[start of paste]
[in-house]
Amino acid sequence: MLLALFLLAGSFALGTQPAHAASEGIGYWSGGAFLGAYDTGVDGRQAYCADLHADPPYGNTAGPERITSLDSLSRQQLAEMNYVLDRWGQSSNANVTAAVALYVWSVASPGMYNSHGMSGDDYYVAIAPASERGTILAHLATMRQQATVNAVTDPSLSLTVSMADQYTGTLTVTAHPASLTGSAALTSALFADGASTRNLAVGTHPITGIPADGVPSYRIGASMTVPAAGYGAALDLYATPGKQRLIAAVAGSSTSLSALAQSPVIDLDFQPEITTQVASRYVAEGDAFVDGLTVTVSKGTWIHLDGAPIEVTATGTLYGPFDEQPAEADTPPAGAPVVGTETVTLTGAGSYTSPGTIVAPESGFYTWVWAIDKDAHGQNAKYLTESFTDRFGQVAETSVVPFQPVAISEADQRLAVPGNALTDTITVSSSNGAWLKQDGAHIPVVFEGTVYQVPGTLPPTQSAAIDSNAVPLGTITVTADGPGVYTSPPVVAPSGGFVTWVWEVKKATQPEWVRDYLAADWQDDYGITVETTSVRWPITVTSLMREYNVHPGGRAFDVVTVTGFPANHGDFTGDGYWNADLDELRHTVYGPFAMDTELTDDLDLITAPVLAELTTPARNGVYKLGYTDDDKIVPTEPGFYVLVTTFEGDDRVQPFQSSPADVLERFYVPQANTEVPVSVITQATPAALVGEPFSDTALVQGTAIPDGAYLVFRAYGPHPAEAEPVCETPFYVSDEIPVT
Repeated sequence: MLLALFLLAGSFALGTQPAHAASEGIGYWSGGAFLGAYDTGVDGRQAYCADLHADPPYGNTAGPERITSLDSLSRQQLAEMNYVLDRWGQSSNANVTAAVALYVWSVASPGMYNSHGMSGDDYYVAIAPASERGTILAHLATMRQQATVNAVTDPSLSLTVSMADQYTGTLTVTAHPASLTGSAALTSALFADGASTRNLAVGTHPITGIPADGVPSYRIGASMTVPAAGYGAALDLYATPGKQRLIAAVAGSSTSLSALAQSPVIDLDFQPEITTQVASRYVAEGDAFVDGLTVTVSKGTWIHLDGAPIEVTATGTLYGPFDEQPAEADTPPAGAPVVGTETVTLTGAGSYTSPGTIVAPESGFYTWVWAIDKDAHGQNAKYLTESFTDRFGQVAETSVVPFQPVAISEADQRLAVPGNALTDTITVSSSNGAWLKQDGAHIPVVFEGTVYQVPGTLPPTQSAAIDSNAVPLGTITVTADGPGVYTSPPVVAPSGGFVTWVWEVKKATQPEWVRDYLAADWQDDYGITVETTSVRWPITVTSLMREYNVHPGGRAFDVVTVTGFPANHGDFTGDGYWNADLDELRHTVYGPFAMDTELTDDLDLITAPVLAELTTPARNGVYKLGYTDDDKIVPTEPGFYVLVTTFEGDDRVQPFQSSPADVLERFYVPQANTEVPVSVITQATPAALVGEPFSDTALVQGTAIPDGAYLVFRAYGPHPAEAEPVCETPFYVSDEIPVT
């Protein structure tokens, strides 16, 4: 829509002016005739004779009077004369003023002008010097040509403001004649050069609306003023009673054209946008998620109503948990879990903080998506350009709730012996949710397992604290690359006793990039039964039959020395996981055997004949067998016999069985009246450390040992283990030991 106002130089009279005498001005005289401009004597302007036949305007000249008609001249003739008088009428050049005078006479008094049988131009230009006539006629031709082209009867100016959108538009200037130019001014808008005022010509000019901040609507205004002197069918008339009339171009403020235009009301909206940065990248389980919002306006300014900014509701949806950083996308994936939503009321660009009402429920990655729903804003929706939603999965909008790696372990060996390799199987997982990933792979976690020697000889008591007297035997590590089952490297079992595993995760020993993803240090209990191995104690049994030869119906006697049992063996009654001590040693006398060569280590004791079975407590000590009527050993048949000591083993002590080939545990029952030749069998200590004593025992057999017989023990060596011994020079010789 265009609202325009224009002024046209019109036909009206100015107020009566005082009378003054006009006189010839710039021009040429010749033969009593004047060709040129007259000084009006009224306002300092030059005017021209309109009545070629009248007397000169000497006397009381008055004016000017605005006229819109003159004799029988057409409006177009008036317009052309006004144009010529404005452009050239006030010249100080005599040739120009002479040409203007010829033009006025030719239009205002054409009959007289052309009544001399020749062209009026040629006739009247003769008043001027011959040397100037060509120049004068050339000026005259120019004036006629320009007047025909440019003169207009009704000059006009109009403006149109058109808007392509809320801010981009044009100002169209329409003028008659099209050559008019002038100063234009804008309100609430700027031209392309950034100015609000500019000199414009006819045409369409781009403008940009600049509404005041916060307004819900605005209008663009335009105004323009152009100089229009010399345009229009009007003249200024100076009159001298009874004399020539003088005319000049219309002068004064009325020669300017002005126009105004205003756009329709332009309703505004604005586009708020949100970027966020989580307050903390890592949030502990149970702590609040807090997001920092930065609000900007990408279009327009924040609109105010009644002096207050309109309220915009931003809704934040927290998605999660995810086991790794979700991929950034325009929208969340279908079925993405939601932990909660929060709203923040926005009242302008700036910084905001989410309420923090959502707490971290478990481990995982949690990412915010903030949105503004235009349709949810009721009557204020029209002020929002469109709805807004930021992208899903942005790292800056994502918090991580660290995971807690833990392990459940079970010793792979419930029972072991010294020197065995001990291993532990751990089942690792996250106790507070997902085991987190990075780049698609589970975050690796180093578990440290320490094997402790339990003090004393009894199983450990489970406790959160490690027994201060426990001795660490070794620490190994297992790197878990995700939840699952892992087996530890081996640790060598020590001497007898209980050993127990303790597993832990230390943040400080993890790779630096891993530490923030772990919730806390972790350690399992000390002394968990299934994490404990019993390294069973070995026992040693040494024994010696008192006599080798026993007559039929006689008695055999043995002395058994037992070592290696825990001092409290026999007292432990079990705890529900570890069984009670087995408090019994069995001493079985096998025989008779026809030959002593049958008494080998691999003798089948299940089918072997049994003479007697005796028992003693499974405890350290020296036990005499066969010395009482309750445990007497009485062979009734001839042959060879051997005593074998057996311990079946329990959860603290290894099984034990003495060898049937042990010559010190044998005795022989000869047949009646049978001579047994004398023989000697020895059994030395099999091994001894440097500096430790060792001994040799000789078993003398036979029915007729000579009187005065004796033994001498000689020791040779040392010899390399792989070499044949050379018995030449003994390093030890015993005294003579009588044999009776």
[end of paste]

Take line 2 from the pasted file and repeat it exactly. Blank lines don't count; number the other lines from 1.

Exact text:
Amino acid sequence: MLLALFLLAGSFALGTQPAHAASEGIGYWSGGAFLGAYDTGVDGRQAYCADLHADPPYGNTAGPERITSLDSLSRQQLAEMNYVLDRWGQSSNANVTAAVALYVWSVASPGMYNSHGMSGDDYYVAIAPASERGTILAHLATMRQQATVNAVTDPSLSLTVSMADQYTGTLTVTAHPASLTGSAALTSALFADGASTRNLAVGTHPITGIPADGVPSYRIGASMTVPAAGYGAALDLYATPGKQRLIAAVAGSSTSLSALAQSPVIDLDFQPEITTQVASRYVAEGDAFVDGLTVTVSKGTWIHLDGAPIEVTATGTLYGPFDEQPAEADTPPAGAPVVGTETVTLTGAGSYTSPGTIVAPESGFYTWVWAIDKDAHGQNAKYLTESFTDRFGQVAETSVVPFQPVAISEADQRLAVPGNALTDTITVSSSNGAWLKQDGAHIPVVFEGTVYQVPGTLPPTQSAAIDSNAVPLGTITVTADGPGVYTSPPVVAPSGGFVTWVWEVKKATQPEWVRDYLAADWQDDYGITVETTSVRWPITVTSLMREYNVHPGGRAFDVVTVTGFPANHGDFTGDGYWNADLDELRHTVYGPFAMDTELTDDLDLITAPVLAELTTPARNGVYKLGYTDDDKIVPTEPGFYVLVTTFEGDDRVQPFQSSPADVLERFYVPQANTEVPVSVITQATPAALVGEPFSDTALVQGTAIPDGAYLVFRAYGPHPAEAEPVCETPFYVSDEIPVT